Epistaxis or “nosebleeds” are very common and can occur for a variety of reasons. The inside lining of the nose is very vascular and has a rich blood supply, with blood vessels located very close to the surface. The vascular membrane that lines the nose can split, breaking a blood vessel, and causing nasal bleeding to occur. Nosebleeds are especially common in the Northeast region due to the dry climate. Installing humidifiers in the house, especially during winter, can reduce the occurrence of nosebleeds.

Most of the time, nosebleeds will resolve on their own. During an active bleed, keeping the head elevated and pinching the front of the nose (like you are diving underwater) for approximately 15-20 minutes will often control the bleeding.

However, when the bleeding is aggressive and persists beyond the above measures, patients should come into the Mass. Eye and Ear Emergency Department to see an ear, nose, and throat specialist. The specialist may need to treat the broken blood vessel to stop the bleeding. Sometimes this is done through chemical cautery, a minor procedure in which the physician slightly burns the area that’s bleeding and allows it to heal by keeping it moist. In some cases, packing the nasal cavity in the emergency room setting will stop the bleeding. If this is not enough, sometimes an operative procedure during which the problematic blood vessel is identified and clipped. In rare cases, embolization is recommended to stop the bleeding, in which a radiologist will perform an angiogram and inject particles into the blood vessels.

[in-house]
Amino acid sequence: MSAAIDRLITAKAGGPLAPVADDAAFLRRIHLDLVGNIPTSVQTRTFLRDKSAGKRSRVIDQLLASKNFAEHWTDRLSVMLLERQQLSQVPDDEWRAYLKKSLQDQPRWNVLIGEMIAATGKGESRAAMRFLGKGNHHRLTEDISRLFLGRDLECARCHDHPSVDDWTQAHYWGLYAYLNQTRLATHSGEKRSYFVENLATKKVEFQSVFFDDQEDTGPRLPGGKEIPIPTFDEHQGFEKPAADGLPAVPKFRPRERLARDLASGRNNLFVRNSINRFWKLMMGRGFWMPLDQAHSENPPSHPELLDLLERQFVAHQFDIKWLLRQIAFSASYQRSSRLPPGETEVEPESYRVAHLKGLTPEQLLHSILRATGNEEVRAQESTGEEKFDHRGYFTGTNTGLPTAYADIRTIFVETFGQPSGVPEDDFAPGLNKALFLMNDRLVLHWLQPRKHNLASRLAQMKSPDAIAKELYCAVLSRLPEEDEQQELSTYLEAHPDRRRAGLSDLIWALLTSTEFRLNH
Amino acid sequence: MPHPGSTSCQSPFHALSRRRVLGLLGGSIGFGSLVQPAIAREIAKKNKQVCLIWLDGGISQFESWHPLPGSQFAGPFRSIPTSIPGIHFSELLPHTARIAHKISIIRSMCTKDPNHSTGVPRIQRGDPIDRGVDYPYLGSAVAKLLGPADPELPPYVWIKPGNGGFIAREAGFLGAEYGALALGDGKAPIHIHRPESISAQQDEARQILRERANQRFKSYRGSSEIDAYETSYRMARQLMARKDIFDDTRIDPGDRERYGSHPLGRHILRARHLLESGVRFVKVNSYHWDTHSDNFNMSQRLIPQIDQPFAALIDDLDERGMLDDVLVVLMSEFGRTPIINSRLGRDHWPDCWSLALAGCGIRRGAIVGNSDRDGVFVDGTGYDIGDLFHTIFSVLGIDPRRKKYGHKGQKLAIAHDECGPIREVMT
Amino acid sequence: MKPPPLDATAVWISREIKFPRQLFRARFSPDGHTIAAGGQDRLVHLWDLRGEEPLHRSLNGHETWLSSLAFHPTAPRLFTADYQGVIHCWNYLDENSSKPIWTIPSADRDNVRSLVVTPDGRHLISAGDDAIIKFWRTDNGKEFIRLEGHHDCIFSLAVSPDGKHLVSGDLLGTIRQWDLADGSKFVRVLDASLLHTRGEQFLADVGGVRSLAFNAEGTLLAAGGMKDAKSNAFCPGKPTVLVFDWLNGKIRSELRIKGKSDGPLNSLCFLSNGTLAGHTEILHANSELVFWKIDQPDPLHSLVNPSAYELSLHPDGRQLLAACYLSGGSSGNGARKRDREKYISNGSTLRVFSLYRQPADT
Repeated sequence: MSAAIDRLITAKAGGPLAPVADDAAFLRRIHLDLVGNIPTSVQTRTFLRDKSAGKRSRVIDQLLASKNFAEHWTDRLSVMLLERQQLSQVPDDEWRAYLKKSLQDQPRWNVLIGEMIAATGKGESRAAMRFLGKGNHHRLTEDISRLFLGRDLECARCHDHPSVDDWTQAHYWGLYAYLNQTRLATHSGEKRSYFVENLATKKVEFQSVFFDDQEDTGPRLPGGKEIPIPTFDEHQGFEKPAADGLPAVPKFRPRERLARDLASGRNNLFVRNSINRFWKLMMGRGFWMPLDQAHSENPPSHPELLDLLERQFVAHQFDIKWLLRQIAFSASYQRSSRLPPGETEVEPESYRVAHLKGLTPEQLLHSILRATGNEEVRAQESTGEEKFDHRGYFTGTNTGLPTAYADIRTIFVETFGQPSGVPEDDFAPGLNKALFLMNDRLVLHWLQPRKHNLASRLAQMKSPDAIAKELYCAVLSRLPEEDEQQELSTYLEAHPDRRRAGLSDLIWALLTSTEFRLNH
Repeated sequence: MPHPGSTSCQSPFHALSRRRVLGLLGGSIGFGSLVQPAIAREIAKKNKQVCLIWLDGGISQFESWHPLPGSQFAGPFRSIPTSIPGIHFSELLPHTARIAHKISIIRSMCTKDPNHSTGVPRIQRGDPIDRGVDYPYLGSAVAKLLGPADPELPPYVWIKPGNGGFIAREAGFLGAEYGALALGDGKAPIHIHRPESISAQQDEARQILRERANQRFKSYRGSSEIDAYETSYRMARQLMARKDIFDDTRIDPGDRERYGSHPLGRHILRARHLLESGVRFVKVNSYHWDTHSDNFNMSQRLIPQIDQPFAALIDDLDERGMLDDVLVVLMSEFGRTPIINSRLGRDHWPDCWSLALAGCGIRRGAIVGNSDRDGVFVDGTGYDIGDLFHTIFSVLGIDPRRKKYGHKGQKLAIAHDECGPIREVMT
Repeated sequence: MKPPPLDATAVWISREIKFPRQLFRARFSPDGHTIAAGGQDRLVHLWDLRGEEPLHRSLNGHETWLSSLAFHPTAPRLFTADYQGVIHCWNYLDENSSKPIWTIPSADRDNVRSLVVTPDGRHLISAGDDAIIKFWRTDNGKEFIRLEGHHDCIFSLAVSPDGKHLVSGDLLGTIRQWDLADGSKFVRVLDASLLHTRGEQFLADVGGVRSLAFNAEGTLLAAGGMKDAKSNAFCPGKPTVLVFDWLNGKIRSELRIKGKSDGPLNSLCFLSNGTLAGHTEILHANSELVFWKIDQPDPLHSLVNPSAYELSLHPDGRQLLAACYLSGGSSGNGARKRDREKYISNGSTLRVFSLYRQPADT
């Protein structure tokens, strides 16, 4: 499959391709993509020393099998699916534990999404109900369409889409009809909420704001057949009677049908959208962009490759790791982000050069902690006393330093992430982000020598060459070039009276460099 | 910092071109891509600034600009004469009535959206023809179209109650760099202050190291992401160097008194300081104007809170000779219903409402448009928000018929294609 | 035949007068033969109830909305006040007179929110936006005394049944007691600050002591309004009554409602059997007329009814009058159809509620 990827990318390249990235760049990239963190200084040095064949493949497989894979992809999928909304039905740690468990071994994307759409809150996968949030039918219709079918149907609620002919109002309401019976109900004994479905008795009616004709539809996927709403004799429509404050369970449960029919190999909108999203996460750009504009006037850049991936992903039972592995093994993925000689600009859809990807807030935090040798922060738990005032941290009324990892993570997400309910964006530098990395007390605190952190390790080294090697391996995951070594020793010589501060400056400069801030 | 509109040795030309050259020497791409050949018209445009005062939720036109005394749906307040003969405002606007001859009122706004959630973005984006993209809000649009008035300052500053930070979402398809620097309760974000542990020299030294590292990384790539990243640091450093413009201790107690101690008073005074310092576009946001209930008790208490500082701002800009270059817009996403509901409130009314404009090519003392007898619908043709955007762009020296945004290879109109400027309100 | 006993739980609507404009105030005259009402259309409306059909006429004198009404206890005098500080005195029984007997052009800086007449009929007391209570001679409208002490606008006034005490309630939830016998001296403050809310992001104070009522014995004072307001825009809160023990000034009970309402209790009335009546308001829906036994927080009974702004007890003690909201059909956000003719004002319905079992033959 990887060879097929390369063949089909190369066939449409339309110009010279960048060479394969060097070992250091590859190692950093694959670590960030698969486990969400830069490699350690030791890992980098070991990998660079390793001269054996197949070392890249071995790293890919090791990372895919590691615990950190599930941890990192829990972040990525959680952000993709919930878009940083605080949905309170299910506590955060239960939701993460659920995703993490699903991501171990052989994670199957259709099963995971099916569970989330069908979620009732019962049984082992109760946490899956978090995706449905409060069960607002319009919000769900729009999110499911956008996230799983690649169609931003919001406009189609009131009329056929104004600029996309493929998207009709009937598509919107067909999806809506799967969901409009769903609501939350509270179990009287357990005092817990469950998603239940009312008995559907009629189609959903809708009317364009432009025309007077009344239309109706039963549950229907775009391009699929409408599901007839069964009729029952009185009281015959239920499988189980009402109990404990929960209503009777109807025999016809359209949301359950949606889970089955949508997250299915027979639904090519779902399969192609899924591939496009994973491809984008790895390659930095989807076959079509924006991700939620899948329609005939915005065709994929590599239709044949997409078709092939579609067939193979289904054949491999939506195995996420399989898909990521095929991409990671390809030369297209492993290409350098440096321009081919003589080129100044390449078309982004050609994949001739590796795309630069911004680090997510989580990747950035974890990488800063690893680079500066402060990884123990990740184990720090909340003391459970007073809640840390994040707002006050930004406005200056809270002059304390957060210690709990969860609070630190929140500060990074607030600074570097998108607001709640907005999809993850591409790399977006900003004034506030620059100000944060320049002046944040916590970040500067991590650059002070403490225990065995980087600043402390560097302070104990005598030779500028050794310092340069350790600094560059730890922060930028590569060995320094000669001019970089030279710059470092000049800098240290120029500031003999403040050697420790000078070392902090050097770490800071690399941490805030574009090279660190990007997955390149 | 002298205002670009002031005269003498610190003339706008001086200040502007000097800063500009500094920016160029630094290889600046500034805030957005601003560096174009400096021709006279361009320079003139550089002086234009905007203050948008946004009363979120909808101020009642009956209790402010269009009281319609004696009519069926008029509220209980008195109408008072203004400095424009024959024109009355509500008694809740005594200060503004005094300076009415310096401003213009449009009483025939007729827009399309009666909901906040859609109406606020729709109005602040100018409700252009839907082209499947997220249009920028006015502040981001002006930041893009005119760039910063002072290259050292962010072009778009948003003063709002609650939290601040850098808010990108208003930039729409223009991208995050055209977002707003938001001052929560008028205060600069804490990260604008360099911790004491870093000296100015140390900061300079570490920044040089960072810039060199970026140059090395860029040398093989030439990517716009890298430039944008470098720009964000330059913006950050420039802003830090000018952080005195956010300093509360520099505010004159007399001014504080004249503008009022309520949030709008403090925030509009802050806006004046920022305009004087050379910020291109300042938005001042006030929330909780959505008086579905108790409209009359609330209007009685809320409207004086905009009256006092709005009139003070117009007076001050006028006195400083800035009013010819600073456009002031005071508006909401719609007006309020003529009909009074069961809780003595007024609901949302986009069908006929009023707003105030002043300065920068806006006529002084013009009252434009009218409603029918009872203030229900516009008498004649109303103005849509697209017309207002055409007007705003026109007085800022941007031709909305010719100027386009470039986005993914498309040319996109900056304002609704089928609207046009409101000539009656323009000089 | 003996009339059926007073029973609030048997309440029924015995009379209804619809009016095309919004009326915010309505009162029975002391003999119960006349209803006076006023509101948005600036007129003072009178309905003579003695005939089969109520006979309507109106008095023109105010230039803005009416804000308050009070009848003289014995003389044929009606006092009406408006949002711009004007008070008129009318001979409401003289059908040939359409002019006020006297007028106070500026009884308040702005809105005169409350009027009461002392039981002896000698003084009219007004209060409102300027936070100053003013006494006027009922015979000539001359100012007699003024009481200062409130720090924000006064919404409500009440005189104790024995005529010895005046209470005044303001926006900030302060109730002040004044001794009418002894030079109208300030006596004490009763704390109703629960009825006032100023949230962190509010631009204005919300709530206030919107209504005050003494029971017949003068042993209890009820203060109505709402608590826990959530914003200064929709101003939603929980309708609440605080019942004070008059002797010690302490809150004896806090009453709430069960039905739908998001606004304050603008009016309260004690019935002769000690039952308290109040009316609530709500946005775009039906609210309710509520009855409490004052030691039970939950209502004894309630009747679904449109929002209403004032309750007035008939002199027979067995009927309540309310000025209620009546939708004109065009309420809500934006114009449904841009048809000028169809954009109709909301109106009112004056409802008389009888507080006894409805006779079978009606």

If you experience recurrent episodes of brisk bleeding, then you need to be evaluated by an ear, nose and throat doctor. There can be other underlying reasons for recurrent nosebleeds, such as vascular abnormalities or tumors. An endoscopic exam and CT or MRI scan may be needed to further evaluate recurrent episodes of aggressive bleeding.

For more information on nosebleeds, please speak with your physician.